Yesterday, we shared with you the news that Glenn Brown's painting, which is very closely based on an Isaac Asimov book cover by Chris Foss, sold for $5.7 million at auction. Now, over at Scientific American's Symbiartic blog, Glendon Mellow provides some essential context for this.
Top image: Tony Roberts' Double Star and Brown's The Loves of Shepherds.
First of all, a few details that may have slipped through the cracks in yesterday's story (in which case I apologize) — Glenn Brown copied Foss' work over a dozen years ago, and it previously sold in 2002. Brown himself is not going to see a penny of that $5.7 million because he already sold the painting. Also, by all accounts, Brown hasn't been copying science-fiction book covers in the past decade, focusing more on doing weird remixes of classical paintings. Like this:
Although it seems to be fair to say the science fiction stuff helped make Brown's reputation and made him seem more relevant, and it obviously still gets a lot of attention today from the fine art world.
And finally, Foss says he gave Brown permission to remix his work, while Foss was distracted by working on Stanley Kubrick's A.I. and didn't notice what he was agreeing to. Foss apparently regretted this afterwards, once he saw Brown's work getting nominated for the prestigious Turner Prize in 2000.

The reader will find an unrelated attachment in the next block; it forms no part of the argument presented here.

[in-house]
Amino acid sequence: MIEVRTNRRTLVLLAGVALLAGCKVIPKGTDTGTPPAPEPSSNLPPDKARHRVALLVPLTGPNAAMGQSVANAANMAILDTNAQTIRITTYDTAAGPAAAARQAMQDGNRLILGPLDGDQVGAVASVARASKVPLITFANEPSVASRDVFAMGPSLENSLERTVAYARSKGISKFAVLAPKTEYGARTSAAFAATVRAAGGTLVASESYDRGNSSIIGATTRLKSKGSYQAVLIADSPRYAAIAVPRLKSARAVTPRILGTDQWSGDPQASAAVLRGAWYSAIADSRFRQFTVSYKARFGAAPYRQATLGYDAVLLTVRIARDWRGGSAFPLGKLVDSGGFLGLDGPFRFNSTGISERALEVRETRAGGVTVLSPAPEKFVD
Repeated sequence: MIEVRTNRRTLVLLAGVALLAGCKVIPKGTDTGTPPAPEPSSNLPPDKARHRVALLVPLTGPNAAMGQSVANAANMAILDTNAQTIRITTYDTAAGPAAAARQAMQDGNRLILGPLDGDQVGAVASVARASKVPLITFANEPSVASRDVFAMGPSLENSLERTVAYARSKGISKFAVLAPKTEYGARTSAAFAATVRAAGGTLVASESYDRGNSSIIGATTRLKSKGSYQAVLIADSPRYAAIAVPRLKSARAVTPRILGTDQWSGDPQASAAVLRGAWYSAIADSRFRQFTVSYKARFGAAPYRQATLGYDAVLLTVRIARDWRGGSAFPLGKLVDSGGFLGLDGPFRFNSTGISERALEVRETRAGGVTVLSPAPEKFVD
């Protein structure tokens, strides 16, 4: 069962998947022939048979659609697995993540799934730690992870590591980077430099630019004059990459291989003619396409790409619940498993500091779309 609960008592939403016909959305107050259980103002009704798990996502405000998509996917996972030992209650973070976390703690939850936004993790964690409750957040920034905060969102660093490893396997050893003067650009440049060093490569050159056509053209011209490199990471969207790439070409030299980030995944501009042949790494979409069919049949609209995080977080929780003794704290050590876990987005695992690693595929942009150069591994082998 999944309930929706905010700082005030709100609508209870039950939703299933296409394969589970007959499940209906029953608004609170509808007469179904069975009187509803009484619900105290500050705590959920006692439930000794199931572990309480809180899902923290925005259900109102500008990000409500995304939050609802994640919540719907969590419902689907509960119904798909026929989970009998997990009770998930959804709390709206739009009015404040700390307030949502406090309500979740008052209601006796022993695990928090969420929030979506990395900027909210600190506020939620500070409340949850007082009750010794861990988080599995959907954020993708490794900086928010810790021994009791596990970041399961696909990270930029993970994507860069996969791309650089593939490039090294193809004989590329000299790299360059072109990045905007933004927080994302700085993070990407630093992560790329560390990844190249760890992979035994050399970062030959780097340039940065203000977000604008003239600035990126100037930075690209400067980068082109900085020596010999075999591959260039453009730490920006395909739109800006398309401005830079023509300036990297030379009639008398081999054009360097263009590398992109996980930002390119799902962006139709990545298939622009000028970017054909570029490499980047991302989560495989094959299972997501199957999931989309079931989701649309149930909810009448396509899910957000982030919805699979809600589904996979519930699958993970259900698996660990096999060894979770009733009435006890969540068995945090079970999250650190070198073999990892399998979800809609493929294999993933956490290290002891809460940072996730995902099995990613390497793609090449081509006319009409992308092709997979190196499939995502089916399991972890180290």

With that out of the way, you should definitely check out Mellow's article, which includes a crash course in the history of modernism and post-modernism. As he says, "You may not know the history of dubstep to feel you hate a dubstep mix of Beethoven's Fifth. But the story of how dubstep came to be still matters to the final piece of music."
And Mellow provides a good explanation as to why the size of Brown's paintings, blowing up every detail and adding loads of texture, does really make a difference from the science fiction works he references. And why the subject matter of the paintings may not be the main thing people in the art world notice, or care about.
And only then, once he's given loads of context and provided you with a grounding in how this art is culturally relevant, does Mellow explain why he thinks Brown's work is "crappy fine art" — but the art we culturally deserve. Well worth a read. [Scientific American]